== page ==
Key updates in 2022 EASL CPG (vs. 2017 BSH/BSG update)

(1) Transferrin saturation thresholds for genetic screening are slightly different:

Ferritin > 200μg/L + Tsat > 45% (females)Ferritin > 200μg/L + Tsat > 40% (females)
Ferritin > 300μg/L + Tsat > 50% (males)Ferritin > 300μg/L + Tsat > 50% (males)

(2) Young individuals with biochemical evidence and clinical manifestations of haemochromatosis (liver disease, amenorrhea, hypogonadism, cardiomyopathy) should be tested for rare genetic subtypes.

(3) Genetic testing for H63D is not recommended as a routine investigation but may be performed in specific situations e.g. when the C282Y mutation is present. Other environmental and genetic risk factors should be explored in C282Y/H63D-associated iron overload.

(4) Patients with juvenile haemochromatosis (type 2 / non-HFE) should be investigated for cardiac involvement, including myocardial iron quantification by MRI.

(5) Patients with haemochromatosis and severe iron overload should be evaluated for arrhythmias and cardiac dysfunction (electro/echocardiography).

(6) A liver biopsy is not recommended to diagnose hepatic iron overload. In suspected patients with elevated ferritin and Tsat without C282Y homozygosity, where hepatic iron quantification is required to establish the diagnosis, MRI may be used (as per UK guidelines). Referral to centres offering MRI liver with in- and out-of-phase sequence and T2* method can be made if needed when services are not available locally.

(7) Transient elastography is recommended at diagnosis for fibrosis assessment with a stiffness reading of ≤ 6.4kPa reasonably excluding advanced liver fibrosis.

(8) Liver biopsy should be considered in cases where transient elastography provides indeterminate results and there is suspicion of liver cirrhosis. Six monthly surveillance for HCC is recommended in patients with advanced fibrosis on biopsy (METAVIR F3 or Ishak stages 4-5) as well as in cirrhosis.

(9) Venesection targets are significantly different, the UK guideline is stricter and with emphasis on Tsat though with paucity of evidence to support the clinical benefit:

BSH/BSG 2017
InductionFerritin <50μg/LFerritin 20-30μg/L + Tsat<50%
Maintenance Ferritin 50-100μg/LFerritin <50μg/L + Tsat<50%

(10) Phlebotomy should be avoided in female patients who are pregnant as iron depletion will occur naturally.

(11) Erythrocytapheresis can be offered as an alternative in the induction phase because it reduces the number of venesections needed and it is potentially more cost-effective – however, this is not available in the UK.


The 2022 EASL CPG on haemochromatosis offers additional recommendations and differing perspectives compared with the 2017 UK update. In particular, the use of MRI for hepatic iron quantification and transient elastography to exclude advanced fibrosis are encouraged and HCC surveillance is recommended in advanced fibrosis as well as cirrhosis. Venesection targets are quite different and the EASL recommendation is more achievable – this is an area which would benefit from a randomised controlled trial. Of note, the cross-society Haemochromatosis Special Interest Group is spearheading quality improvement, research and management consensus for patients with haemochromatosis in the UK.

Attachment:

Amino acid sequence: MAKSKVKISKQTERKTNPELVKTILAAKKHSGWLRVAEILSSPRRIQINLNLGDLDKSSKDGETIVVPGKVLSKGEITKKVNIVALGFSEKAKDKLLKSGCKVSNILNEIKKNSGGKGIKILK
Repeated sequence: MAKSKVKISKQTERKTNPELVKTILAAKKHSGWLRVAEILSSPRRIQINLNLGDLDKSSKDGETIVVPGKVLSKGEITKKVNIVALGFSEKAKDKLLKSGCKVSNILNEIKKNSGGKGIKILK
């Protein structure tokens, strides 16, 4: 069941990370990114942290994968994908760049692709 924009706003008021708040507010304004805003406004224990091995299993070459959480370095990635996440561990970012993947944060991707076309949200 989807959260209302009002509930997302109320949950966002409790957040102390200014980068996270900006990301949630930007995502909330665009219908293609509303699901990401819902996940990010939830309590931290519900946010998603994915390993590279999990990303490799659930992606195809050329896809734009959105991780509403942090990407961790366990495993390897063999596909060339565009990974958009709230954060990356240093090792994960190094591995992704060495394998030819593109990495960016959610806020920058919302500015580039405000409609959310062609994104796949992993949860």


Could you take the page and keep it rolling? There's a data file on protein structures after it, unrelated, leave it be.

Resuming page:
Author Biography

Dr Bill Griffiths is a Consultant Hepatologist and Clinical Lead of the Cambridge Liver Unit. He qualified from the University of Cambridge and was later awarded a PhD for his research in iron metabolism. He set up a haemochromatosis clinic in 2000. He has a specific interest in genetic liver disease and has authored numerous publications in this area. Dr Griffiths was the first BASL Rare Disease Special Interest Group lead and remains the national hepatology training lead.


Question 1

Which one of the following statements about HFE-related haemochromatosis is true?

Question 2

33-year-old male referred by GP for mixed-picture hepatitis with normal bilirubin. Newly diagnosed diabetic with alcohol dependency history, chronic pancreatitis,BMI of 33 kg/m2. Currently drinks 36 units of alcohol /week, 20 cigarettes /day. Non-invasive screen revealed serum ferritin1800 μg/l and transferrin 85%. Full blood count revealed macrocytosis with normal reticulocyte. Platelet count 99 x 109/L and INR 1.5. Genetic screening detected C282Y/H63D compound heterozygosity. Ultrasound showed hepatomegaly with marked steatosis. A fibroscan showed stiffness of 11.5kPa. Which of the following is most appropriate?


  • D
  • A


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  1. Fitzsimons EJ, Cullis JO, Thomas DW, Tsochatzis E, Griffiths WJH. Diagnosis and therapy of genetic haemochromatosis (review and 2017 update). Br J Haematol. 2018;181(3):293–303.
  2. EASL Clinical Practice Guidelines on haemochromatosis. European Association for the Study of the Liver. J Hepatol. 2022 Aug;77(2):479–502.
  3. Girelli D, Busti F, Brissot P, Cabantchik I, Muckenthaler M, Porto G. Hemochromatosis classification: update and recommendations by the BIOIRON Society. Blood 2022;139(20):3018-3029.
  4. Pilling LC, Tamosauskaite J, Jones G, et al. Common conditions associated with hereditary haemochromatosis genetic variants: cohort study in UK Biobank. BMJ 2019;364:k5222.